|Administrative region||Central Greece|
|Elevation||4 m (13 ft)|
|• Municipal unit||2,989|
|Time zone||EET (UTC+2)|
|• Summer (DST)||EEST (UTC+3)|
|Postal code||330 52|
Galaxidi (Greek: Γαλαξίδι), is a town and a former municipality in the southern part of Phocis, Greece. Since the 2011 local government reform it is part of the municipality Delphi, of which it is a municipal unit.
Galaxidi has a small harbor on the north coast of the Gulf of Corinth. It is 7 km southwest of Itea, 15 km southwest of Delphi, 17 km south of Amfissa and 48 km east of Naupactus. The Greek National Road 48 connects Galaxidi with Naupactus, Itea and Delphi. Galaxidi is a 2.5h to 3h drive from the capital Athens and a relatively popular weekend retreat.
Until the late 19th century, Galaxidi had a sizeable merchant marine fleet and was a prosperous commercial centre. This is reflected in the size and style of the local buildings. Preservation of the traditional architecture has facilitated the growth of tourism in recent decades. The marine museum contains exhibits from this period.
In recent years commercial fish farming has been developing.
Galaxidi is a small port situated on a natural double harbour surrounded by mountains. The deeper main harbour provides docking facilities for yachts and small fishing boats and is lined with restaurants, bars, and stores. The smaller harbour is Chirolaka.
On the rocky shoreline by the side of the larger harbour, is a pine forest planted by school children in the early twentieth century. There is a road behind the town that leads up the mountain to the Monastery of the Metamorphosis (actually a convent that was inhabited by one nun as of 2010). This provides a splendid view of the town and its surroundings.
The municipal unit Galaxidi consists of the following communities:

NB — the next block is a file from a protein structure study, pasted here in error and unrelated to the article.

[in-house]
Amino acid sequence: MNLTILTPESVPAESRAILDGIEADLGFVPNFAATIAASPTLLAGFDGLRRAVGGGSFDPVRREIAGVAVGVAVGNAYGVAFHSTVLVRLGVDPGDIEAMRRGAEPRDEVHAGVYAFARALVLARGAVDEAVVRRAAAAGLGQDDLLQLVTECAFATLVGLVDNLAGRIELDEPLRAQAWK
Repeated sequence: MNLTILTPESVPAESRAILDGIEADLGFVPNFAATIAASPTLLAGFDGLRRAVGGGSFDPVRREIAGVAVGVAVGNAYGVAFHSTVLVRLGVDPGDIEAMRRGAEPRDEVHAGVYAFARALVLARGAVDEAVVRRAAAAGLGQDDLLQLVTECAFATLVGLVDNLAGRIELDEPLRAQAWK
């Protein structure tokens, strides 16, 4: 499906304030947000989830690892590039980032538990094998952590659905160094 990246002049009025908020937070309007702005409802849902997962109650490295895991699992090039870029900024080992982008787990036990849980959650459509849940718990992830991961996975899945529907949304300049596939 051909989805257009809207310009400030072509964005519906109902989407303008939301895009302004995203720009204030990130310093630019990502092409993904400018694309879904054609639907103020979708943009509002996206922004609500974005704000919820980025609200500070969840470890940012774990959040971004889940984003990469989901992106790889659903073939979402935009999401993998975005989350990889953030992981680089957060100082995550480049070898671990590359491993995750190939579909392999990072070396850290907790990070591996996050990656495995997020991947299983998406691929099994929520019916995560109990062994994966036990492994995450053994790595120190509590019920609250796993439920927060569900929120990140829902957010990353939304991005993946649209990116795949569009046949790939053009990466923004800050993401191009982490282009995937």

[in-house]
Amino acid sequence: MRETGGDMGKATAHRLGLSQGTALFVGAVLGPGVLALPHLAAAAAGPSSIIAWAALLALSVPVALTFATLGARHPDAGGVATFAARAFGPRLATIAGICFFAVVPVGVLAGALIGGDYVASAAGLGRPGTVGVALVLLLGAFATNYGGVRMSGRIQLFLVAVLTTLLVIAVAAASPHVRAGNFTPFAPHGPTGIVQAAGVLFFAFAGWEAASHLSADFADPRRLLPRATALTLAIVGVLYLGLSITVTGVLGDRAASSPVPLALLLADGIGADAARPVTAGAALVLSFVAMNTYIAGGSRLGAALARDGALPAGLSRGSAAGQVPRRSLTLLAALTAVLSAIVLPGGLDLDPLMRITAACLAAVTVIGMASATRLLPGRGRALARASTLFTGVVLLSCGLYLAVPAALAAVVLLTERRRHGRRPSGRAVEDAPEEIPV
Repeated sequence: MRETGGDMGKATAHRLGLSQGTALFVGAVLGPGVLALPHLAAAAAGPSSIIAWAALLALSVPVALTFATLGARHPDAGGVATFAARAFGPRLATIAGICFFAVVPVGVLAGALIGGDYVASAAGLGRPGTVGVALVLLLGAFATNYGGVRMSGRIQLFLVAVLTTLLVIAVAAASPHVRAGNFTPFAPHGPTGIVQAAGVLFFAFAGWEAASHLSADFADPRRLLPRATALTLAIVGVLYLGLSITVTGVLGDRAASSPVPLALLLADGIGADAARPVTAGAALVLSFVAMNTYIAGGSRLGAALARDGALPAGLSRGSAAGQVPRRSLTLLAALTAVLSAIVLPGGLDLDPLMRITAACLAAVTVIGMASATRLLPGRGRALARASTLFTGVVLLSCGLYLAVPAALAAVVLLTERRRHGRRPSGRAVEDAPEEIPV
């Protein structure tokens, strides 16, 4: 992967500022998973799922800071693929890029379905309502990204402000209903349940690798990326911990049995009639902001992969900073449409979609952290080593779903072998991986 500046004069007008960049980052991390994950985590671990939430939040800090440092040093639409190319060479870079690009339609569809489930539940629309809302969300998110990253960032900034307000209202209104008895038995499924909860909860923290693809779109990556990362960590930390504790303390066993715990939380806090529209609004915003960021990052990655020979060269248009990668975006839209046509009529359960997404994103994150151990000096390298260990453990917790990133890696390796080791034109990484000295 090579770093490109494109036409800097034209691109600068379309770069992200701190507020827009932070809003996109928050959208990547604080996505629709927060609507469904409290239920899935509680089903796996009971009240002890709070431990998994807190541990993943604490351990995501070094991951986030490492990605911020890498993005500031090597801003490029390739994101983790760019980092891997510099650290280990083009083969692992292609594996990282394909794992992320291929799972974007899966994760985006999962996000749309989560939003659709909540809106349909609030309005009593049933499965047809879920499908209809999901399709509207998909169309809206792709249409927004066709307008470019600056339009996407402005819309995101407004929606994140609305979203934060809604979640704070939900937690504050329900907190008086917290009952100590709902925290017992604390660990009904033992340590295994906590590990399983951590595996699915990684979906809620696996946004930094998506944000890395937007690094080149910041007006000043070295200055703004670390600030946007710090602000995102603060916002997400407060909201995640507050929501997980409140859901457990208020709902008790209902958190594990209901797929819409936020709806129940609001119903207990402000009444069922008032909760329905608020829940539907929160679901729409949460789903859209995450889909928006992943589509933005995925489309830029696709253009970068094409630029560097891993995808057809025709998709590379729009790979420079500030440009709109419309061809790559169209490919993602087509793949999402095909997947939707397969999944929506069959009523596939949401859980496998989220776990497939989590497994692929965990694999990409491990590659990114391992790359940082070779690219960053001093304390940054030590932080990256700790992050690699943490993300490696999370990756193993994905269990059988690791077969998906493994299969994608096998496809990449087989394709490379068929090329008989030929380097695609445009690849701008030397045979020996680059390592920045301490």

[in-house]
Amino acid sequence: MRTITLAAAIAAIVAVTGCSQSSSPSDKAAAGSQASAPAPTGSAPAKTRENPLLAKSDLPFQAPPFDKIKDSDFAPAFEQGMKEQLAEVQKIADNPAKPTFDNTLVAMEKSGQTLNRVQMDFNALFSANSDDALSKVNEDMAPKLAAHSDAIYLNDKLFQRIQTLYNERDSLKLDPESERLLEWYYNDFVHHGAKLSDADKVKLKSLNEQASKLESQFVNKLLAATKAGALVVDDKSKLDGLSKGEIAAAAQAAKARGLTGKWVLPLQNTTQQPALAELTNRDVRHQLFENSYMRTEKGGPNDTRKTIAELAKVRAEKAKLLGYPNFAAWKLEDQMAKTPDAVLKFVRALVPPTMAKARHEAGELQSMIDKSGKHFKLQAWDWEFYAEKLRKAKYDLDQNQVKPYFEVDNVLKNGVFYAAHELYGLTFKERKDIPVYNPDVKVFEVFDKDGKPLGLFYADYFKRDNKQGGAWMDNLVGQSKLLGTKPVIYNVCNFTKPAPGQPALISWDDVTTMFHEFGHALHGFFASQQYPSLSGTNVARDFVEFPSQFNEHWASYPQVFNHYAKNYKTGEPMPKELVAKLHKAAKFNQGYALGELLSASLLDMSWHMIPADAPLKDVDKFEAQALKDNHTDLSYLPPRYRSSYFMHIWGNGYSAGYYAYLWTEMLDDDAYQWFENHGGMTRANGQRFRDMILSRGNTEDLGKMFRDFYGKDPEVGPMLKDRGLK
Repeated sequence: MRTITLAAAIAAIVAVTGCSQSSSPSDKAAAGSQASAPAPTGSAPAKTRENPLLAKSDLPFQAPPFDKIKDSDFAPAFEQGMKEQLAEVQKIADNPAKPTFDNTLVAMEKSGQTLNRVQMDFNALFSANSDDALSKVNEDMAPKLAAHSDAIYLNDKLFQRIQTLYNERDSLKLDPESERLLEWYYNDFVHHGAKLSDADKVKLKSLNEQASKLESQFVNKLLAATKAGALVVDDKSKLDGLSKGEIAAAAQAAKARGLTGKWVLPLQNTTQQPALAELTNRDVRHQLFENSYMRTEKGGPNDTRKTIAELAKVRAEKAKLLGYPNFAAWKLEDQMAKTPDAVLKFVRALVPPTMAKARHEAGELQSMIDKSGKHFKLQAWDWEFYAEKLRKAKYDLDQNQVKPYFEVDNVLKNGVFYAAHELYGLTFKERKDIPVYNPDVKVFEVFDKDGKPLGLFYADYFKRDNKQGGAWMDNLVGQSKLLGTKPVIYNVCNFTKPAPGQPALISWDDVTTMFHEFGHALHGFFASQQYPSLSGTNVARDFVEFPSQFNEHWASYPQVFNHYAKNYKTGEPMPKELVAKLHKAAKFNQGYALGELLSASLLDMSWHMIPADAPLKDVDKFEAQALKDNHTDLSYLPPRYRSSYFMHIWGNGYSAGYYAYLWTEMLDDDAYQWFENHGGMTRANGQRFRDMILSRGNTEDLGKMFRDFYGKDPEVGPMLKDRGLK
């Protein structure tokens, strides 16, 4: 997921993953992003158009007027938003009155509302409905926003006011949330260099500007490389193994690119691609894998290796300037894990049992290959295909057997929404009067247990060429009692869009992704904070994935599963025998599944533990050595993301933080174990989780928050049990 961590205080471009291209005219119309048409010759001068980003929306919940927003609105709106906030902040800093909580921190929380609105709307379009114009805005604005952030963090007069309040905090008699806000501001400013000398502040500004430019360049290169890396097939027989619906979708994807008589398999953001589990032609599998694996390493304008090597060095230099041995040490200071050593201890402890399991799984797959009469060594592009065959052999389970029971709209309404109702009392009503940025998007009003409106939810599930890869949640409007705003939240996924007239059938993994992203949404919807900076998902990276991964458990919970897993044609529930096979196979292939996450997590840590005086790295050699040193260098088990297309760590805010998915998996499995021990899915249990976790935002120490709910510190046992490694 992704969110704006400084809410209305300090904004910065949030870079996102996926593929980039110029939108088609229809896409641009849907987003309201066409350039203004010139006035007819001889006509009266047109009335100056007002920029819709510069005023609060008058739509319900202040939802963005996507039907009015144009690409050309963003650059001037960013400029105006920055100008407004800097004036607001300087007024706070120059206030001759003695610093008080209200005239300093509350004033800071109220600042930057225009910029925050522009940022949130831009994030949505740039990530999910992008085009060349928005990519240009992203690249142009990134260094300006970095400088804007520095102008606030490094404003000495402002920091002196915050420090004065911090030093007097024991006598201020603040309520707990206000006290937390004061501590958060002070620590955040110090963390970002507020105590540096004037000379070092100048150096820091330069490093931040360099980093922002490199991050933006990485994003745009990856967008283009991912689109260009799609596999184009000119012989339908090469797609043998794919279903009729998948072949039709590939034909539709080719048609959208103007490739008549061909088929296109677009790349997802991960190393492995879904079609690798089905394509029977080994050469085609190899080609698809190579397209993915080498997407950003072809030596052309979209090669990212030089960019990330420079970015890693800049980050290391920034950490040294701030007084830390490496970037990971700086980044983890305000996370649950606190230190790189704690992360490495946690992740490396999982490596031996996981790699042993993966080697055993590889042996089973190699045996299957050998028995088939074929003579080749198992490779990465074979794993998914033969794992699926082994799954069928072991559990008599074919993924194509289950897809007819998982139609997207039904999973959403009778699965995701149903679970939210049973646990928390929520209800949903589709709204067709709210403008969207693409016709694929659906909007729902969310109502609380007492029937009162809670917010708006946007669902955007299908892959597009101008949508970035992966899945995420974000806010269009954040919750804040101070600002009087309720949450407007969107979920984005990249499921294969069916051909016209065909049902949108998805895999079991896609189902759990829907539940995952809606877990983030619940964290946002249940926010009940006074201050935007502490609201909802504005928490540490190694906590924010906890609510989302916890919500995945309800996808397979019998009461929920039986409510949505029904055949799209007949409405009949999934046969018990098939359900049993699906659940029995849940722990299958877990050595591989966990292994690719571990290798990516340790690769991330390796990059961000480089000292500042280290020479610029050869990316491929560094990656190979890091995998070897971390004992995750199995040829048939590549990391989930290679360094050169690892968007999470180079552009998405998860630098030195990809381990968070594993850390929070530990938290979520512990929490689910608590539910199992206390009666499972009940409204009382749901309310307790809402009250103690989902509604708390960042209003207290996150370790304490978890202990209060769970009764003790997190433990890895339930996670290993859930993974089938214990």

- Agioi Pantes
|Year||Town population||Municipality population|
Sites of interest
- Maritime Museum of Galaxidi, a museum which includes the Galaxidi Chronicle which was published by KN Sathas in 1865. It used to serve as a town hall for Galaxidi.
The Carnival Season in Greece ends with the celebration of Clean Monday which coincides with the beginning of the Greek Orthodox Lent. On that particular day the custom of Alevromoutzouroma (Greek: Αλευρομουτζούρωμα, literally Flour Smudging, or else Flour Wars), takes place in Galaxidi. The origins of the custom are unclear, however it appears in its current form since the mid-19th century.
Around noon, locals and visitors of all ages dressed up in old clothes rendezvous at a predefined location where flour is distributed in large quantities. Various types of coloring is added for effect while people paint their faces with charcoal. Then they march to the harbor which is usually split into a war zone and a neutral zone for the observers and the fight begins. The participants throw each other (and to unsuspected bystanders) colored flour until essentially they run out of supplies.
- "Detailed census results 2011" (in Greek).
- Kallikratis law Greece Ministry of Interior (Greek)
- Spiegel Online, Flour Wars
- Global Post, Full Frame: Flour war
- Επίτομο Γεωγραφικό Λεξικό της Ελλάδος (Geographical Dictionary of Greece), Μιχαήλ Σταματελάτος, Φωτεινή Βάμβα-Σταματελάτου, εκδ. Ερμής, ΑΘήνα 2001
- Media related to Galaxidi at Wikimedia Commons
- History of Galaxidi
- Maritime Museum of Galaxidi
- Association of Hoteliers & Tourist Accommodation Entrepreneurs of Galaxidi and Agii Pantes of Fokida
|Lidoriki||Gulf of Corinth|
|Tolofon||Gulf of Corinth|